Food fraud

The known unknown: Inside Australia’s $3 billion food fraud puzzle

From the original paper which is here.

The study ascertained six fraudulent practices based on the
internationally recognised broad types of fraud: adulteration,
concealment, counterfeiting, dilution, mislabelling and
substitution. The scope of analysis and quantification included
not only dominant agricultural products but also fisheries,
seafood products and wood products. Among those products,
beef and veal; wine; and fish, crustaceans and molluscs were
identified as having the highest vulnerability to product fraud.

Drivers of product fraud included shortages or constraint
of supply in raw ingredients, supply chain complexities,
technology (e.g. the use of online trading platforms, which are
poorly regulated) and weak penalties. Detection of product
fraud has focused on scientific analyses to detect and test the
authenticity of products, and broader mitigation strategies such
as traceability systems, vulnerability assessment tools and
intelligence gathering.

A scan of Australian testing capacity revealed that most testing
laboratories are focused on compliance and standards testing
as required by regulatory and quarantine authorities. Thus, they
have the capacity to test for chemicals (e.g. metals, pesticides,
chemical residues) and biological parameters (e.g. proteins,
fats, allergens) but do not have the capacity to undertake
> more sophisticated analytical chemical and genetic testing
> required for product authentication.

[Emphasis added]

In another thread we discussed the purity of honey at some length after the Capilano problem but years have gone by and we still have no testing system that will reliably detect sugar substitution in honey.

Spending money to verify what we eat is clearly not a priority.


It appears that the article may be a splice of various articles from around the world. The reason I make this statement is:

‘Except the beef you bought is made of donkey or buffalo’

in the original SMH article doesn’t apply to Australia. There isn’t a commercial industry for donkey or buffalo in Australia. For buffalo, this if available, commands a significant price over beef and often limited to expensive restaurants or specialist (expensive) butchers. In Australia, possibly ‘Except the buffalo you bought is made beef’ may be more apt.

It also notes that the extend in Australia is unknown and it appears the extent of the problem ($3B per year) is a guestimate and could be an over estimate if based on what happens in other countries. Food substitution is rampant in many countries where the profitability for a substitution or ability to sell based on the reputation of a product (or country like Australia or NZ) exists.

I have seen abuse for things like organic labelling, especially at local fruit and vege/farmers markets and independent retailers. I have asked for proof of that products are certified, only with being told that they weren’t certified but were grown without pesticides. I have lost faith in trusting the words of others, and believing what someone says to make a dollar isn’t enough proof to know that something be sold is exactly what it is.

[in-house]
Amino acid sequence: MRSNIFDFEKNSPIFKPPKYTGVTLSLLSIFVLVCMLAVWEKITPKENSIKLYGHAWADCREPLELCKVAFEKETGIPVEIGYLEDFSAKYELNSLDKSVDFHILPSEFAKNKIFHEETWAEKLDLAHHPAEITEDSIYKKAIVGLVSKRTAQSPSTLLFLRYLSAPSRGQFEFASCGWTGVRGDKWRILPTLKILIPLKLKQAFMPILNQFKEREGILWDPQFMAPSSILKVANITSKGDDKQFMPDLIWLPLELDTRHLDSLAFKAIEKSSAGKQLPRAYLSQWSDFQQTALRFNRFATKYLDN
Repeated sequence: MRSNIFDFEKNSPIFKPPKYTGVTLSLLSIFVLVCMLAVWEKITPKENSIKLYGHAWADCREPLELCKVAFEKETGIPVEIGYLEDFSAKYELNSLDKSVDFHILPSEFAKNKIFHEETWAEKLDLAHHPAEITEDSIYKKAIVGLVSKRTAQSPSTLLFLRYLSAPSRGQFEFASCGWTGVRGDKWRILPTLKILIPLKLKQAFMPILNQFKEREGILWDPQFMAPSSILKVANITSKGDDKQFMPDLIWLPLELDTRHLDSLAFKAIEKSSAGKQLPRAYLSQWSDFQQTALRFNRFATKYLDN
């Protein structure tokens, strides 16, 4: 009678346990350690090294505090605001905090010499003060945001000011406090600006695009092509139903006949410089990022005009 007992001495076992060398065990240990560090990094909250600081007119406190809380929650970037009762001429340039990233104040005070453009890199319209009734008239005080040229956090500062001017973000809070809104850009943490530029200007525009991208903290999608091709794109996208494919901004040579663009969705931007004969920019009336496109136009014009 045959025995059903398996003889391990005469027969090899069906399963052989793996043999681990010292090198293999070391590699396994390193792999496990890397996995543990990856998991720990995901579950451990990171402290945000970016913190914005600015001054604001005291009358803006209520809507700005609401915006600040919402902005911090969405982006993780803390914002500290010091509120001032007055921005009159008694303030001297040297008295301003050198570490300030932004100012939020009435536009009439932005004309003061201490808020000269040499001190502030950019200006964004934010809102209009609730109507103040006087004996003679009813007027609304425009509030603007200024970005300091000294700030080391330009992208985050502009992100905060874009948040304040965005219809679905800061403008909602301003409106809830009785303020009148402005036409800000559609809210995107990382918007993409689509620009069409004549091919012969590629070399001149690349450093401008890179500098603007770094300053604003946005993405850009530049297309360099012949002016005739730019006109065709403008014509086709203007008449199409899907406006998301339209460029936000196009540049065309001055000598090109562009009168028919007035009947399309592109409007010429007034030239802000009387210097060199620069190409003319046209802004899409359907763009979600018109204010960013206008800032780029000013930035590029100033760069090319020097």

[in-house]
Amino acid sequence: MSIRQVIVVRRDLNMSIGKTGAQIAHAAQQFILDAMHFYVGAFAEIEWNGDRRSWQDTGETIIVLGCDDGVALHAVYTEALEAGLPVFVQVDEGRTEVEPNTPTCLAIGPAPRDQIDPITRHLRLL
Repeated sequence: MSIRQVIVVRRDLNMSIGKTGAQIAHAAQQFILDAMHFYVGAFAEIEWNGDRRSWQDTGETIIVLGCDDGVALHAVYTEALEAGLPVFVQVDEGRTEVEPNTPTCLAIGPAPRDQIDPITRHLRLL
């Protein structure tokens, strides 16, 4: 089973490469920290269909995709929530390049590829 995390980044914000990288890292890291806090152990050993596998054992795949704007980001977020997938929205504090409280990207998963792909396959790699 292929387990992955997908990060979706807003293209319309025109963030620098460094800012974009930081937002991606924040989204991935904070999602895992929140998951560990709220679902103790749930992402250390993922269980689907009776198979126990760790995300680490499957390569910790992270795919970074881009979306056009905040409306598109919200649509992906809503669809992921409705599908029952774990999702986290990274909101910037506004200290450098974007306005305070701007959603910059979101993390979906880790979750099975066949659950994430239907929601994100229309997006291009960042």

At least if one buys from a known supply chain, from that labelled with certification etc, it is more likely to be the ridgy didge product than hand written labels often at markets, stalls and small independent retailers. Known supply chains also have testing regimes in place (e.g. organic) and ability to track products which didn’t comply with the labels at the point of sale.


The article is derived from a single local paper that has international scope. It is a “desktop” review of published data not a physical survey with its own testing program. So it is a starting point to attack the problem not a polished and complete solution. It is sponsored by AgriFutures Australia a commonwealth agency.

The assessment of Oz is broken down by class of product but I cannot find how they arrived at the estimate. We might expect the estimate is a bit rubbery as one of the main conclusions is that there is not enough testing done to reveal the real nature of what is going on.

Not surprisingly a major recommendation is creation of a body to work on the problem and more rigorous and widespread testing.


Very rubbery…

the report describes the scale and nature of this problem in Australia as “largely unknown”.

If it is largely unknown, then it would be impossible to estimate the financial impact. Any allegations will be hypotheticals rather than based on substance/facts. It appears that it may be assumed that since it occurs internationally, it may occur in Australia.

And I wonder who benefits from this. Unless it is proven/evidenced there is a widespread problem in Australia, it may have little benefit other than another layer of bureaucracy to burden the industry and increase costs to the consumer.

A bigger threat, as I alluded to earlier, is fraudulent activity in other countries using Australia and its brands good name in profiteering substitution rackets.